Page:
Ramos shows 'confidence' with game-winning HR

Ramos shows 'confidence' with game-winning HR

WASHINGTON -- When Wilson Ramos connected on a Madison Bumgarner slider in the seventh inning of Sunday's game, no one thought the ball was gone.

Not Ben Revere, who figured the fly to right-center was a popup. Not Dusty Baker, who found himself watching it soar toward the wall and praying it would keep going. And not Ramos, who dropped his head as he left the batter's box, apparently in frustration.

But the ball carried over the fence and into the first row of the stands, putting the Nationals ahead in a 1-0 victory over the Giants.

"I didn't think the ball was going to carry that much, because I didn't hit it -- I connected well, but I didn't think the ball was going to go," Ramos said. "But thank God the ball went out and we were able to take the lead."

The home run was maybe the biggest moment in a breakout season for the veteran catcher. Ramos played in his first All-Star Game in July and currently has career highs in batting average (.338), on-base percentage (.387), slugging (.556), home runs (18) and runs scored (52).

Baker said he thinks Ramos is benefiting from high confidence levels as his big year rolls on, and the catcher said he agrees with the skipper's assessment.

"I have a lot of confidence at the moment, and I feel very comfortable at home swinging at pitches in the zone," Ramos said. "And I feel very comfortable with confidence, and I think everything is going well because of that."

Ramos, who had Lasik eye surgery in the offseason, said he's found success by laying off pitches out of the zone, and the stats back that up. According to Fangraphs, Ramos had swung at only 29 percent of pitches out of the strike zone entering Sunday, the lowest rate of his career. Meanwhile, he's making contact with 88.7 percent of pitches in the zone that he swings at, a career high.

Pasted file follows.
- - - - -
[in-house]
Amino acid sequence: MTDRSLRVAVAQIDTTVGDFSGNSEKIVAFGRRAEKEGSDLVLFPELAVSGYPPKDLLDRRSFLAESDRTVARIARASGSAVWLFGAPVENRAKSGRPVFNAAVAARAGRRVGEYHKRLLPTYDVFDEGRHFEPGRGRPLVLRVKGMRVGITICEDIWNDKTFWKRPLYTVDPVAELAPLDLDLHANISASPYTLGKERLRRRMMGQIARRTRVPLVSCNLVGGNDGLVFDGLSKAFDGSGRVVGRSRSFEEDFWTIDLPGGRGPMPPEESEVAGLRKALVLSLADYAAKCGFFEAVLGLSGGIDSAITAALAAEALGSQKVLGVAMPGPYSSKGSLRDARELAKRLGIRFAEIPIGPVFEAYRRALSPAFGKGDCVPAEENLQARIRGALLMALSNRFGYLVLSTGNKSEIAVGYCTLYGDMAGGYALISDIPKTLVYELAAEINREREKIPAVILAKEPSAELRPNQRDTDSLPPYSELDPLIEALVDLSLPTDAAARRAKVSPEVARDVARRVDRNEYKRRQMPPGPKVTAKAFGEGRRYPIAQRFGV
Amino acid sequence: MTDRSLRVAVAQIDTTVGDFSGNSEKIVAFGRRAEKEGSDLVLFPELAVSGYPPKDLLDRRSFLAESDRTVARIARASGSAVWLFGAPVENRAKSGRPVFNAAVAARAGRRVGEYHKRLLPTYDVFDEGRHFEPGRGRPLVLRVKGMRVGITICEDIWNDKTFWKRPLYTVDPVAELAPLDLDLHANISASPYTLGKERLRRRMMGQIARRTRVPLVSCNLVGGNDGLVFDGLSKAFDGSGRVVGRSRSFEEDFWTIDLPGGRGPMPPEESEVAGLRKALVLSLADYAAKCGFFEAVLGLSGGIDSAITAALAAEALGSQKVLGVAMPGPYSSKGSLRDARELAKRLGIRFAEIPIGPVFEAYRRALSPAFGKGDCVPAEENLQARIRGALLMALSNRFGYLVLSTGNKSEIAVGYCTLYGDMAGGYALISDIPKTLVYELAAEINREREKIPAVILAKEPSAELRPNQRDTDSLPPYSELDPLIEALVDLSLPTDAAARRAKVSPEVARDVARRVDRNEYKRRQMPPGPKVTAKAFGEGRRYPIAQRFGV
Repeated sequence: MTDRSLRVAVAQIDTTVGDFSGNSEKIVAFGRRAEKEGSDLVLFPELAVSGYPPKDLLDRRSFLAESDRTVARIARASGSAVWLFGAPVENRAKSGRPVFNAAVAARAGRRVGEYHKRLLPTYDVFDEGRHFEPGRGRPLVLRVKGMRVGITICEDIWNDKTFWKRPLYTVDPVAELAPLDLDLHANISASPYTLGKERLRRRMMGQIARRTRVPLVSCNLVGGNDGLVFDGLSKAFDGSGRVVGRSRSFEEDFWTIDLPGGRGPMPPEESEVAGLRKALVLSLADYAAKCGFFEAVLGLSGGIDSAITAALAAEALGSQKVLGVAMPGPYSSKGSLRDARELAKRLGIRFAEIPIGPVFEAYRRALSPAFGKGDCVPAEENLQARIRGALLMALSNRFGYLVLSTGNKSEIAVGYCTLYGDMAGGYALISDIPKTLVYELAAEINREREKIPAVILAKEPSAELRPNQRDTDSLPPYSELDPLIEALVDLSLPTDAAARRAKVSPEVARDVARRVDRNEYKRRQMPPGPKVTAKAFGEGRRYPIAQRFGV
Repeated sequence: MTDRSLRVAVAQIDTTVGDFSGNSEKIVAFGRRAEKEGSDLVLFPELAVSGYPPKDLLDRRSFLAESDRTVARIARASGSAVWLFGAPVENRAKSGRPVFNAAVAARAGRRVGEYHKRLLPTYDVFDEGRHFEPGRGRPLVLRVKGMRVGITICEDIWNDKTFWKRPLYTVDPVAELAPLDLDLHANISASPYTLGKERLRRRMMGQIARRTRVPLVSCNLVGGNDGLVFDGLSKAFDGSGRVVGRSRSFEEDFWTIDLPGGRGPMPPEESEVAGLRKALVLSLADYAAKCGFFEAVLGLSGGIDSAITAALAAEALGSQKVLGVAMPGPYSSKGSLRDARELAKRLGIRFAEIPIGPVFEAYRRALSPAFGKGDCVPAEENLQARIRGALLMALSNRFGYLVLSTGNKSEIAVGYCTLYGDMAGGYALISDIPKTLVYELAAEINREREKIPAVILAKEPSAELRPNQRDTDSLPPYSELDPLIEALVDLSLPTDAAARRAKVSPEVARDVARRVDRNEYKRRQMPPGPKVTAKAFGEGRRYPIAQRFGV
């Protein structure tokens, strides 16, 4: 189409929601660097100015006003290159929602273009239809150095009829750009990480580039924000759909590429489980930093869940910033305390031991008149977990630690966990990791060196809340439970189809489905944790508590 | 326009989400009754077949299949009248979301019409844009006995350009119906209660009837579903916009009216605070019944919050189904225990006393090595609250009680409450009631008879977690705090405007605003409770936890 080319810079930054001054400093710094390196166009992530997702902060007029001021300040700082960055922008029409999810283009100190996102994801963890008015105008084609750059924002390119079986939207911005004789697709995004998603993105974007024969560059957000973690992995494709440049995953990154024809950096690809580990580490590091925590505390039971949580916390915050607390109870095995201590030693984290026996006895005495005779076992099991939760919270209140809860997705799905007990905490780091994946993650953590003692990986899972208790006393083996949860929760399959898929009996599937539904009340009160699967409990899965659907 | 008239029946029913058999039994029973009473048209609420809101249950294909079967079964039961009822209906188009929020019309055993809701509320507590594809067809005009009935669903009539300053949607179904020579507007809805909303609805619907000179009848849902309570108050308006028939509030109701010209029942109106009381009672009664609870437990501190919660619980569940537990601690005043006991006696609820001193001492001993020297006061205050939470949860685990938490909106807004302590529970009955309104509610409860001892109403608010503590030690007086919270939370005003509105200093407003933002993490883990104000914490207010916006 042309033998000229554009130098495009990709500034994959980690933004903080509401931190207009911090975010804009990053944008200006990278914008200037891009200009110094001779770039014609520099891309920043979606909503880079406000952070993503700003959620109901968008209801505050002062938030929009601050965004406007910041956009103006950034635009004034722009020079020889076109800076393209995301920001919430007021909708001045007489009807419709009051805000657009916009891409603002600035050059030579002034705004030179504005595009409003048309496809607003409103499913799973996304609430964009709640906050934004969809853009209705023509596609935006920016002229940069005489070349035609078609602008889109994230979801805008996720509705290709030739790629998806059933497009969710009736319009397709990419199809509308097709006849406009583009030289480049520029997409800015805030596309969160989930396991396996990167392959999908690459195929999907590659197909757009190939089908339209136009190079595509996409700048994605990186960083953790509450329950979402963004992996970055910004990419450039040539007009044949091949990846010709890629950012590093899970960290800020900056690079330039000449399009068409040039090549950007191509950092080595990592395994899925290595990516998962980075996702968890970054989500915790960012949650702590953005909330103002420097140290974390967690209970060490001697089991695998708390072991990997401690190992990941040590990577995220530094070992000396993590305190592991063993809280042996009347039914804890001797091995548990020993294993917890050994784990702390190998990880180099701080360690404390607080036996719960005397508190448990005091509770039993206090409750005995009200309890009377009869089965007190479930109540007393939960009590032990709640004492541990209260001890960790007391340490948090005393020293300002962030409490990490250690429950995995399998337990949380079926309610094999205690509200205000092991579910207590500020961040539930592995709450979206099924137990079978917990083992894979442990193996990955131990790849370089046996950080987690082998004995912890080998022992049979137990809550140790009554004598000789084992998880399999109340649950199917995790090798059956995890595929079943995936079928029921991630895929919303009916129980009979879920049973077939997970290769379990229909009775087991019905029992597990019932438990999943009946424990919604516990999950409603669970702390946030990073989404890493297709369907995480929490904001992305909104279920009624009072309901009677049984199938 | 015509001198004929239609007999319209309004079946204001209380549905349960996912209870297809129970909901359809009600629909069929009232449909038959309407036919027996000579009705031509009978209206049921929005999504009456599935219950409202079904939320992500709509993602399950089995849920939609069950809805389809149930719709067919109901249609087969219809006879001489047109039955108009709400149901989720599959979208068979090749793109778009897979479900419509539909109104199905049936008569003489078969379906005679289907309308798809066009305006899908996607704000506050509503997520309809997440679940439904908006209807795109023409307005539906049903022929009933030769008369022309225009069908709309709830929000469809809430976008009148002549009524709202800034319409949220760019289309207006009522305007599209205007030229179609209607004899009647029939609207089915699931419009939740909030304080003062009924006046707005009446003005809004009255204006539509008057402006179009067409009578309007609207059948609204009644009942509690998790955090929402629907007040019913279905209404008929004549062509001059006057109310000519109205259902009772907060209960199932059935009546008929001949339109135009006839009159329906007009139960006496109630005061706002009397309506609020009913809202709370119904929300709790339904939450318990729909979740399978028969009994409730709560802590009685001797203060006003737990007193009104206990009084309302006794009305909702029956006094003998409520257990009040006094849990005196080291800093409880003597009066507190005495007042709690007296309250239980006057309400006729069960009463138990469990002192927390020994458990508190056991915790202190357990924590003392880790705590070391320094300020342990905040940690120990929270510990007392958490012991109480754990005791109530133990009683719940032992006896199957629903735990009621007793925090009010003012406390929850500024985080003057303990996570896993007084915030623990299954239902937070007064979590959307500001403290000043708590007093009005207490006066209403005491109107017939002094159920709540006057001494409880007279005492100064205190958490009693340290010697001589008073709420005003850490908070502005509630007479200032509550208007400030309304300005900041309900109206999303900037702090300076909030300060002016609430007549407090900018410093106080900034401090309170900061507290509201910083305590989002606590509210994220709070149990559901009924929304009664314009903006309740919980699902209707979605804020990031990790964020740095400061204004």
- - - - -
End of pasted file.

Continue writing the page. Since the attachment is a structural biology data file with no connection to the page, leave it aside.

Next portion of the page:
The home run Sunday came on a Bumgarner offering that looked to nick the outside corner, around Ramos' thighs. The righty took the pitch the other way to right field to give the Nationals the edge.

Afterward, Baker applauded Ramos for maintaining the mindset of a "hitter, not a slugger," even while possessing the ability to knock balls out of the park.

"He can reach the fences at any part of the ballpark, but he remains within himself and not trying to hit home runs all the time," Baker said. "He is a hitter first, which is evident by his .330-plus batting average, with power. This is how you like guys to think: Hitting first, then power."

On Sunday, that approach earned Ramos a home run off a top pitcher and the Nationals a series-deciding win. The ball may not have looked like a home run off the bat, but it counted as one all the same.

Alex Putterman is a reporter for MLB.com based in Washington. This story was not subject to the approval of Major League Baseball or its clubs.